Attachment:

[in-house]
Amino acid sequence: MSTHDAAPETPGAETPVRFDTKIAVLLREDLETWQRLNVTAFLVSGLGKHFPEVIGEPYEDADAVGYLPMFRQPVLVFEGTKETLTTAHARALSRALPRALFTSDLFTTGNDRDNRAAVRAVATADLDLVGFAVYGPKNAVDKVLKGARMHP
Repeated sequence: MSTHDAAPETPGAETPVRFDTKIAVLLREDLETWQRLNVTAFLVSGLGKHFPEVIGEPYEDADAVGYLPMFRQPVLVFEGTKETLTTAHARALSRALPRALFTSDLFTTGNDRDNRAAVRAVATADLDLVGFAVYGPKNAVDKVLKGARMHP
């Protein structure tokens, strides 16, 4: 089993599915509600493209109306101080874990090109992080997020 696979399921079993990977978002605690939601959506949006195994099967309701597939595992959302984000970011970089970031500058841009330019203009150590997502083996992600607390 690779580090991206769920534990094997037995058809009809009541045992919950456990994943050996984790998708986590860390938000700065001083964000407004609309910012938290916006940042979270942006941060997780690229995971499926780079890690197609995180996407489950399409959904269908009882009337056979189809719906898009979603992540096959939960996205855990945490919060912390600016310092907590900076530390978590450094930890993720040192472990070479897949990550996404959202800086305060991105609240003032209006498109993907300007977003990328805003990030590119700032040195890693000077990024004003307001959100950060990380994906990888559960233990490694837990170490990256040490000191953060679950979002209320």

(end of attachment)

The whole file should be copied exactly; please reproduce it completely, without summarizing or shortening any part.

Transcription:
[in-house]
Amino acid sequence: MSTHDAAPETPGAETPVRFDTKIAVLLREDLETWQRLNVTAFLVSGLGKHFPEVIGEPYEDADAVGYLPMFRQPVLVFEGTKETLTTAHARALSRALPRALFTSDLFTTGNDRDNRAAVRAVATADLDLVGFAVYGPKNAVDKVLKGARMHP
Repeated sequence: MSTHDAAPETPGAETPVRFDTKIAVLLREDLETWQRLNVTAFLVSGLGKHFPEVIGEPYEDADAVGYLPMFRQPVLVFEGTKETLTTAHARALSRALPRALFTSDLFTTGNDRDNRAAVRAVATADLDLVGFAVYGPKNAVDKVLKGARMHP
């Protein structure tokens, strides 16, 4: 089993599915509600493209109306101080874990090109992080997020 696979399921079993990977978002605690939601959506949006195994099967309701597939595992959302984000970011970089970031500058841009330019203009150590997502083996992600607390 690779580090991206769920534990094997037995058809009809009541045992919950456990994943050996984790998708986590860390938000700065001083964000407004609309910012938290916006940042979270942006941060997780690229995971499926780079890690197609995180996407489950399409959904269908009882009337056979189809719906898009979603992540096959939960996205855990945490919060912390600016310092907590900076530390978590450094930890993720040192472990070479897949990550996404959202800086305060991105609240003032209006498109993907300007977003990328805003990030590119700032040195890693000077990024004003307001959100950060990380994906990888559960233990490694837990170490990256040490000191953060679950979002209320």